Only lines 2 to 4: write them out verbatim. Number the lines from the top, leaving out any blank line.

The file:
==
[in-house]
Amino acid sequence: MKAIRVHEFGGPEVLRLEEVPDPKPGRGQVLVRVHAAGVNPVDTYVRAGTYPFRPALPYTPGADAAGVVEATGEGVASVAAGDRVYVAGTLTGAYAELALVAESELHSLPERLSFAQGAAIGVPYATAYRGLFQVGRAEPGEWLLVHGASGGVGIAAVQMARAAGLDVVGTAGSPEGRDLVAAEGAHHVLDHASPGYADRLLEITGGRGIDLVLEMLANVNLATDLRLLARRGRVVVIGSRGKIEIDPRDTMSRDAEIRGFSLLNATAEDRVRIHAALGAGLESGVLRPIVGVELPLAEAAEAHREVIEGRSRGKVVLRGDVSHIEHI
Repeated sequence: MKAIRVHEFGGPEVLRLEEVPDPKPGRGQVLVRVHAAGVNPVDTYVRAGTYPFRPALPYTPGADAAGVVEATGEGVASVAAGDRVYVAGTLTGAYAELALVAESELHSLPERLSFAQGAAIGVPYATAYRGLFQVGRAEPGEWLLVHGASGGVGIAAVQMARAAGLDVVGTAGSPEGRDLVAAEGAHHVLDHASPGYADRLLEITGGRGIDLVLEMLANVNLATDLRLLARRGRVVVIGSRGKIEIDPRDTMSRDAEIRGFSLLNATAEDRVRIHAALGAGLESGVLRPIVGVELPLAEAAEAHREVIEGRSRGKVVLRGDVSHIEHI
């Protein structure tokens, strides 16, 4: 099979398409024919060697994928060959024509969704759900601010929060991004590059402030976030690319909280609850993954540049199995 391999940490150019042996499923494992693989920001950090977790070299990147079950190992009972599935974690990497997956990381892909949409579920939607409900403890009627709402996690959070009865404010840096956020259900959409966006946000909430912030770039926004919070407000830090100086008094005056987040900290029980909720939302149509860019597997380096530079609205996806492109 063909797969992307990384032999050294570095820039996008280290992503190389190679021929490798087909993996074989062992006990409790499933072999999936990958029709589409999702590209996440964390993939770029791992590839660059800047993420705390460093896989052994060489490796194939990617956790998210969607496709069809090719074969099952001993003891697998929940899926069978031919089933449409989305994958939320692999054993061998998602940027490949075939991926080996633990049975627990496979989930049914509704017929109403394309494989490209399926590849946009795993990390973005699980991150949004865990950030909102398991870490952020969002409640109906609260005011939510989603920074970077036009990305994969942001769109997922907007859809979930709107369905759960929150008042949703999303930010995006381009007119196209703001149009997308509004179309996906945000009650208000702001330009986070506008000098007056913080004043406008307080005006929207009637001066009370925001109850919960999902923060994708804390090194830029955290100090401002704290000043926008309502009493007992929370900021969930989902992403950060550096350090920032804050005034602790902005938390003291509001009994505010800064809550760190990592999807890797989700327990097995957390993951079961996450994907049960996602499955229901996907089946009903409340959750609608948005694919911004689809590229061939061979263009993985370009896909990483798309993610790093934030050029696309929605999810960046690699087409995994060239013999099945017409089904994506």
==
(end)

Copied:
Amino acid sequence: MKAIRVHEFGGPEVLRLEEVPDPKPGRGQVLVRVHAAGVNPVDTYVRAGTYPFRPALPYTPGADAAGVVEATGEGVASVAAGDRVYVAGTLTGAYAELALVAESELHSLPERLSFAQGAAIGVPYATAYRGLFQVGRAEPGEWLLVHGASGGVGIAAVQMARAAGLDVVGTAGSPEGRDLVAAEGAHHVLDHASPGYADRLLEITGGRGIDLVLEMLANVNLATDLRLLARRGRVVVIGSRGKIEIDPRDTMSRDAEIRGFSLLNATAEDRVRIHAALGAGLESGVLRPIVGVELPLAEAAEAHREVIEGRSRGKVVLRGDVSHIEHI
Repeated sequence: MKAIRVHEFGGPEVLRLEEVPDPKPGRGQVLVRVHAAGVNPVDTYVRAGTYPFRPALPYTPGADAAGVVEATGEGVASVAAGDRVYVAGTLTGAYAELALVAESELHSLPERLSFAQGAAIGVPYATAYRGLFQVGRAEPGEWLLVHGASGGVGIAAVQMARAAGLDVVGTAGSPEGRDLVAAEGAHHVLDHASPGYADRLLEITGGRGIDLVLEMLANVNLATDLRLLARRGRVVVIGSRGKIEIDPRDTMSRDAEIRGFSLLNATAEDRVRIHAALGAGLESGVLRPIVGVELPLAEAAEAHREVIEGRSRGKVVLRGDVSHIEHI
């Protein structure tokens, strides 16, 4: 099979398409024919060697994928060959024509969704759900601010929060991004590059402030976030690319909280609850993954540049199995 391999940490150019042996499923494992693989920001950090977790070299990147079950190992009972599935974690990497997956990381892909949409579920939607409900403890009627709402996690959070009865404010840096956020259900959409966006946000909430912030770039926004919070407000830090100086008094005056987040900290029980909720939302149509860019597997380096530079609205996806492109 063909797969992307990384032999050294570095820039996008280290992503190389190679021929490798087909993996074989062992006990409790499933072999999936990958029709589409999702590209996440964390993939770029791992590839660059800047993420705390460093896989052994060489490796194939990617956790998210969607496709069809090719074969099952001993003891697998929940899926069978031919089933449409989305994958939320692999054993061998998602940027490949075939991926080996633990049975627990496979989930049914509704017929109403394309494989490209399926590849946009795993990390973005699980991150949004865990950030909102398991870490952020969002409640109906609260005011939510989603920074970077036009990305994969942001769109997922907007859809979930709107369905759960929150008042949703999303930010995006381009007119196209703001149009997308509004179309996906945000009650208000702001330009986070506008000098007056913080004043406008307080005006929207009637001066009370925001109850919960999902923060994708804390090194830029955290100090401002704290000043926008309502009493007992929370900021969930989902992403950060550096350090920032804050005034602790902005938390003291509001009994505010800064809550760190990592999807890797989700327990097995957390993951079961996450994907049960996602499955229901996907089946009903409340959750609608948005694919911004689809590229061939061979263009993985370009896909990483798309993610790093934030050029696309929605999810960046690699087409995994060239013999099945017409089904994506």